Q. When I received my last roll of film back from the drug store, some of the shots had weird circles and streaks. One picture looked very much like a special-effect TV shot. What did I do and how can I do it again? These were some of the most interesting scenic shots I have taken.

A. No, No! Try not to do it again. The circles and streaks were from the camera pointing almost directly at the sun.

This can cause real problems. In the first place, "shooting" the sun without the proper filters can damage your camera. It can actually burn holes in some shutters. It's like focusing the sun through a magnifying glass onto a piece of paper. In a very short time it will cause fire.

Further, if you look directly at the sun through a camera finder you are in danger of injuring your eye.

Talk to an expert before you point your camera at the sun.


Q. I only use my camera a couple of times a year. In fact, it's been more than a year since I last used it. The last time I had pictures developed, the prints came out faded. What do you advise?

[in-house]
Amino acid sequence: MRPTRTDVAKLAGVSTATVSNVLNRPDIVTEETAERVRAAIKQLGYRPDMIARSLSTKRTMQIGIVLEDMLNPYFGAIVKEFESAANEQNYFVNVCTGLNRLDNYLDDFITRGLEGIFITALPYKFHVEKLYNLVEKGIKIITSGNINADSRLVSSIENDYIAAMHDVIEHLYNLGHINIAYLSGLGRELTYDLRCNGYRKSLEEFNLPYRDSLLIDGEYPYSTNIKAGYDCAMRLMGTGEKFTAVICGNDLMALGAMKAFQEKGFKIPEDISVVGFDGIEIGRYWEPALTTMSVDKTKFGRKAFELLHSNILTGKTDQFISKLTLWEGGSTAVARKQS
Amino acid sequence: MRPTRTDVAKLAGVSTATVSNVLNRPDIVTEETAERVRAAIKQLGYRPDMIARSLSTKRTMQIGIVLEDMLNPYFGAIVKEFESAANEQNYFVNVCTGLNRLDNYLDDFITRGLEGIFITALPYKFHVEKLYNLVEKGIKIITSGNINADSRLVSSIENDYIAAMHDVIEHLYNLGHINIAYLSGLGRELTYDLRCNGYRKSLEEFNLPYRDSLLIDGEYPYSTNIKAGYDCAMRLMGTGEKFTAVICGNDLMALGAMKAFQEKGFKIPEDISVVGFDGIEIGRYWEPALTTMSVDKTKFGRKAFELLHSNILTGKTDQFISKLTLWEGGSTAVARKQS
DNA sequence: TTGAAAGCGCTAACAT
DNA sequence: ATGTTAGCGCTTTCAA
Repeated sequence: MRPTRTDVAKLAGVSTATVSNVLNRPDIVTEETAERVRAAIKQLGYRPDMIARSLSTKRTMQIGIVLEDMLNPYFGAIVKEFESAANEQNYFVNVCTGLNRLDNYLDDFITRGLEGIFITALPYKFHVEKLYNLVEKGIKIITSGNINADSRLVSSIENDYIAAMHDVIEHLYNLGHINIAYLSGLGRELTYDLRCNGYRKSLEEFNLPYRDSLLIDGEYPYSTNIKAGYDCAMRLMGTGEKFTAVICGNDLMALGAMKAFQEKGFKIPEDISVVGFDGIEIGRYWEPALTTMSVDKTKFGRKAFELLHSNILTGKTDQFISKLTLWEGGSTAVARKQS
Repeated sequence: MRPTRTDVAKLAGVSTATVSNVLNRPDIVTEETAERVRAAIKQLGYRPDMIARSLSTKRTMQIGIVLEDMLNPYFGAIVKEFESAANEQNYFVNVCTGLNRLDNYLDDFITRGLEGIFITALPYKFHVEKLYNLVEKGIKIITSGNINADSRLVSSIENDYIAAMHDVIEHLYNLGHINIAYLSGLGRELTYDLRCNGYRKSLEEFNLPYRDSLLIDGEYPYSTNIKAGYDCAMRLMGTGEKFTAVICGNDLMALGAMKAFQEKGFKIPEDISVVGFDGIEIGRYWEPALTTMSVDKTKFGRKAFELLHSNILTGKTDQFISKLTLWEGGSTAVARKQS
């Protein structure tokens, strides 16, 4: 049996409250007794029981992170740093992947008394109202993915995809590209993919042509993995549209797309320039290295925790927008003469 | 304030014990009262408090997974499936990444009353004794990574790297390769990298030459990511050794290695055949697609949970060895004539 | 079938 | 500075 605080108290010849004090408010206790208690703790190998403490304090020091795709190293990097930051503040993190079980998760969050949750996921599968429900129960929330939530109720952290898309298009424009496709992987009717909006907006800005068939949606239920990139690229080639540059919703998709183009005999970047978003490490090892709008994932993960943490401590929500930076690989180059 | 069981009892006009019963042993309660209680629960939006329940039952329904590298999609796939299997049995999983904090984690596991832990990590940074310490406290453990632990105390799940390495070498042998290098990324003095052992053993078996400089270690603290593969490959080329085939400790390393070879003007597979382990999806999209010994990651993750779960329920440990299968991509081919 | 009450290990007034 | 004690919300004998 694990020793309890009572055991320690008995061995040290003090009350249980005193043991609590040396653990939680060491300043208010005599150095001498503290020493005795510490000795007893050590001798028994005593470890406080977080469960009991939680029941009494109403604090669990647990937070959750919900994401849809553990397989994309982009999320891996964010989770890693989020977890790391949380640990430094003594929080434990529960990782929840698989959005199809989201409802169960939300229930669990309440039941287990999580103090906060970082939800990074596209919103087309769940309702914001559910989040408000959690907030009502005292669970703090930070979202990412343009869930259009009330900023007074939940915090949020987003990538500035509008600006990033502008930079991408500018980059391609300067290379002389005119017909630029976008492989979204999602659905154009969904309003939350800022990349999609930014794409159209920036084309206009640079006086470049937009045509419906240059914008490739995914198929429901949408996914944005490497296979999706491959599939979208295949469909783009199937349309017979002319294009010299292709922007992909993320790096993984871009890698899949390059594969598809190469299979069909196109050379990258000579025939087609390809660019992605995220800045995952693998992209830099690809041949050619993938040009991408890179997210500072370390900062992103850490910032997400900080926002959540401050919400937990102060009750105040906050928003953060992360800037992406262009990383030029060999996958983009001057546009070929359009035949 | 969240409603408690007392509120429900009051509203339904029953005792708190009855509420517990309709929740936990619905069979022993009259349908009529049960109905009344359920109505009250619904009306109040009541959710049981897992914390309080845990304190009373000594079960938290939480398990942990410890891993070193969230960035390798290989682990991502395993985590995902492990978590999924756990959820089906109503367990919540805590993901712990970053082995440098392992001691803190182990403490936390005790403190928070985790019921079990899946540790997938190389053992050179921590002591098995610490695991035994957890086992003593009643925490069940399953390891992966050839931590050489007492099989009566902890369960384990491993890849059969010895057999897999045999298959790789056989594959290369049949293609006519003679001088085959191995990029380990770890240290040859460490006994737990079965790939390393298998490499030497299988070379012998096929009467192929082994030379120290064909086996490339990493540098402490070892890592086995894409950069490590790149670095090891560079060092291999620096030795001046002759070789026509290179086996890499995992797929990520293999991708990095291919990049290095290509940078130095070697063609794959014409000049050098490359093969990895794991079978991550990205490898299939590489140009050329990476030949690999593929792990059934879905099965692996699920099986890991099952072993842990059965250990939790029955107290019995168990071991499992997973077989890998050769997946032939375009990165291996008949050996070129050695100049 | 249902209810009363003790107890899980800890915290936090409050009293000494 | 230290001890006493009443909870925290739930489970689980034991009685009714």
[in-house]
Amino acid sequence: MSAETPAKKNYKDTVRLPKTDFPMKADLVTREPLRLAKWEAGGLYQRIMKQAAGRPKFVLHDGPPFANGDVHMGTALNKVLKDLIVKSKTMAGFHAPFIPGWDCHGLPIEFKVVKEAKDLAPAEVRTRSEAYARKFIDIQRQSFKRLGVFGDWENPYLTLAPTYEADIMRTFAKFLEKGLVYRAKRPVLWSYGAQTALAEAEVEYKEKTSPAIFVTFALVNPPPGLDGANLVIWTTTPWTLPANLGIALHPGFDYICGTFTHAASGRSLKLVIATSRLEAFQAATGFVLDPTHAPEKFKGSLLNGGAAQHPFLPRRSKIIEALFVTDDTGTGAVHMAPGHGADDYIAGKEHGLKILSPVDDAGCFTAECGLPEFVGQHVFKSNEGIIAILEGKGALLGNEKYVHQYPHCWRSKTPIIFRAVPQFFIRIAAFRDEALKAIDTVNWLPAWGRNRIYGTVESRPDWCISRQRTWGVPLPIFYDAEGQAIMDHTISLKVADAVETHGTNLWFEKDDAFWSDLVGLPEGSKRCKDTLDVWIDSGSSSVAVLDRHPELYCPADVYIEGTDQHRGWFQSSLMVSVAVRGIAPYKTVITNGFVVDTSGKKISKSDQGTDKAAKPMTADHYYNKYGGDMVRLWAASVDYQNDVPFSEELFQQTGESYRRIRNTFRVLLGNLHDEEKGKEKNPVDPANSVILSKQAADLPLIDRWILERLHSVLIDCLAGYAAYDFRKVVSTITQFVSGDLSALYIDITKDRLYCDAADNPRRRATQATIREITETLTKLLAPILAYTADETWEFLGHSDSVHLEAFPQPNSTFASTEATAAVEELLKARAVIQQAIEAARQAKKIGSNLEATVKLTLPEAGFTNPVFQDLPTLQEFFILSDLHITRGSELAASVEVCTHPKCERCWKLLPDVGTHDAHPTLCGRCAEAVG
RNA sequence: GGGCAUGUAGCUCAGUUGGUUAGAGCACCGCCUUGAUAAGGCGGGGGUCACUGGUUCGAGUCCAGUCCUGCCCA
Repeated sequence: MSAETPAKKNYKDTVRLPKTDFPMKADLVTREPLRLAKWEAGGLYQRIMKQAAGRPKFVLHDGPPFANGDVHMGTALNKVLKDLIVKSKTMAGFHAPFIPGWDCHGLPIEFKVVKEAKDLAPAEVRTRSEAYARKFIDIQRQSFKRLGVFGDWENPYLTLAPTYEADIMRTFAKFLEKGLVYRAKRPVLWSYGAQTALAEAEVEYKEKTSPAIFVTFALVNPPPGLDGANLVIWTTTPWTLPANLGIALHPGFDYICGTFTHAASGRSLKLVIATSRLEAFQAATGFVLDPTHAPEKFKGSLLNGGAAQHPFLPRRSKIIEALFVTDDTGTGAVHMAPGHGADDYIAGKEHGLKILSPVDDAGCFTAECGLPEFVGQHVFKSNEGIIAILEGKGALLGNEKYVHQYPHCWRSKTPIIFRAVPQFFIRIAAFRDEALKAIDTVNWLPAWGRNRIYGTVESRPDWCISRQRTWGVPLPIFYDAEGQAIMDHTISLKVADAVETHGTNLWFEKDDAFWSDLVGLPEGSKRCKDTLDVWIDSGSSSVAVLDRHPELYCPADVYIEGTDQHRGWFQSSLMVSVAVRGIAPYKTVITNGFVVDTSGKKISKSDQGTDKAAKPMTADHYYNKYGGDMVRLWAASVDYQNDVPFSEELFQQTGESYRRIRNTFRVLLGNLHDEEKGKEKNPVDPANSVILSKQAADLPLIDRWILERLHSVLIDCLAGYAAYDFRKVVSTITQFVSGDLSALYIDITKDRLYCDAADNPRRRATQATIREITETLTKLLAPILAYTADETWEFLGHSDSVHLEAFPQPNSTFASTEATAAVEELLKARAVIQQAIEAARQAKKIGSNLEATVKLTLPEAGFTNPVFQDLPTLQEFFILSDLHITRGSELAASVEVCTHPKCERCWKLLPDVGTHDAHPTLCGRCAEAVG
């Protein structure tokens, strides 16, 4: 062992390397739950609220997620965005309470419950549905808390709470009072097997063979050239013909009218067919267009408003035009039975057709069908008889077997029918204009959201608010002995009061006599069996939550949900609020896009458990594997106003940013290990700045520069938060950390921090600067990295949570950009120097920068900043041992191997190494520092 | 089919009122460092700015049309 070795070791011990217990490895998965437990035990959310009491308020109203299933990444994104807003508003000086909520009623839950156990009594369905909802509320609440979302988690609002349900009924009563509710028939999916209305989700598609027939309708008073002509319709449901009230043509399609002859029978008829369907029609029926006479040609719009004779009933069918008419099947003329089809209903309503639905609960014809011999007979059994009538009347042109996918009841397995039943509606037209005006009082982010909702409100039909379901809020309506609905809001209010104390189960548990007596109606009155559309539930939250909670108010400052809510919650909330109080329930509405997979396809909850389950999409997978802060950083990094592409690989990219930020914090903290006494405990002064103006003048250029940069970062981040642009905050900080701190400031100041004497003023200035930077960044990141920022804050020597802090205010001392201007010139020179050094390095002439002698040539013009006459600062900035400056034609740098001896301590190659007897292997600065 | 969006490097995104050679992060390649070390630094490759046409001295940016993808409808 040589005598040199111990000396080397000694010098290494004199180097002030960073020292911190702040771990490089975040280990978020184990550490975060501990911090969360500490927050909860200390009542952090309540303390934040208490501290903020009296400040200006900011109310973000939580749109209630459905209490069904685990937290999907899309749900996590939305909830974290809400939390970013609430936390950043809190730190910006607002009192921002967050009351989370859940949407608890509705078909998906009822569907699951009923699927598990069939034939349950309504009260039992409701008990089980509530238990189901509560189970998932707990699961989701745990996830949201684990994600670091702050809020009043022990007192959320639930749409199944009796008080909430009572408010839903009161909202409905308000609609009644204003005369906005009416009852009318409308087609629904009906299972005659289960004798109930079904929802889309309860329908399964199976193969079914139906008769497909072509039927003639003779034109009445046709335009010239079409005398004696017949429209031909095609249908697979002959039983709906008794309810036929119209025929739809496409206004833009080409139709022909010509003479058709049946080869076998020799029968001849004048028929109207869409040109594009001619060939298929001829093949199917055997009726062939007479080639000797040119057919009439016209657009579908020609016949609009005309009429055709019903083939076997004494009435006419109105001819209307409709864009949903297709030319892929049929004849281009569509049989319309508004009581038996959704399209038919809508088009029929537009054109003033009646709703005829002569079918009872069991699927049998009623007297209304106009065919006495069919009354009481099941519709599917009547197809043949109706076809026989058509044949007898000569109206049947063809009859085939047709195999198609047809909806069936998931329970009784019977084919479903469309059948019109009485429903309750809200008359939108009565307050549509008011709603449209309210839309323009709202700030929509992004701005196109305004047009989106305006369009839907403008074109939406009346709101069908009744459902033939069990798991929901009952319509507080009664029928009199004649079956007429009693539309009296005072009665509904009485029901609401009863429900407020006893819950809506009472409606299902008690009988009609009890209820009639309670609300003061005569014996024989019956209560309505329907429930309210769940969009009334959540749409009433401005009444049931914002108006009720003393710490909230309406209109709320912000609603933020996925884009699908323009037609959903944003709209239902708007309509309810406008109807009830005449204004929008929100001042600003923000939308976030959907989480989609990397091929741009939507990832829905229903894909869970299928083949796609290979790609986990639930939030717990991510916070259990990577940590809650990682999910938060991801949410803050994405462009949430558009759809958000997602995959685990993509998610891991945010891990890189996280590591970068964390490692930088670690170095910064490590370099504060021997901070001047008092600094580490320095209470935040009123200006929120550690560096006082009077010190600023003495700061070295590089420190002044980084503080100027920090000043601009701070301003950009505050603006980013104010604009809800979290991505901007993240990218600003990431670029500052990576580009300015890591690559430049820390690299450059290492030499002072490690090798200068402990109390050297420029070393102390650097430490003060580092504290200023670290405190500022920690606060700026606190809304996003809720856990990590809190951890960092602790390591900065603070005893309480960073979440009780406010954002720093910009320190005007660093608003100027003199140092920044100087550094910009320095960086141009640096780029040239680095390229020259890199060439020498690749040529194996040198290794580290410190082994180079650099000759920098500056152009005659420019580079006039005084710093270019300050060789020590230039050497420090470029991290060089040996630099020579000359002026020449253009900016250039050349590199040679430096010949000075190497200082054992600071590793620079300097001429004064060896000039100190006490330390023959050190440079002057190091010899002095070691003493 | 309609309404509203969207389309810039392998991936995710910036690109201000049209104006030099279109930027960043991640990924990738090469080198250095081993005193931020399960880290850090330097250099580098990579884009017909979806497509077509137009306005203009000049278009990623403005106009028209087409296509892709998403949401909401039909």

A. By faded, I assume that you mean that they weren't properly exposed. This may well have been caused by a bad battery in your camera. Modern cameras need modern batteries -- often! I change mine at least once a year. This is a good place for you to start. Your camera store people will be glad to help and show you how to clean out the battery carrier before putting in the new.


Q.I took some shots at a party with my new electronic flash. They came back with only half of the slide showing. Suddenly my camera is taking half-pictures. What's causing this?

A.Hope for another party soon. You'll have no trouble next time. You had your camera incorrectly set. Most cameras are synchronized to electronic flash at a 60th of a second. (Some display a lightning bolt on the shutter-speed device at the correct setting.) If you don't have the correct speed with electronic flash, you will get half-frame pictures. Check the manual that came with your camera or ask someone in the camera store.


Q.What a mess. Halfway through my last roll of film I realized that I had the ASA set for the wrong film. I re- adjusted the ASA and shot the rest of the roll. When the film came back, the first stuff was too light and the last stuff was too dark. I guess I should have thrown the roll away and started afresh. Right?

A.Wrong. What you should have done is kept on shooting without changing the ASA setting. Then, when you had finished the roll, you should have taken it to your camera store and explained what you did. In many cases, processors can compensate for that wrong setting and exposure and save the film.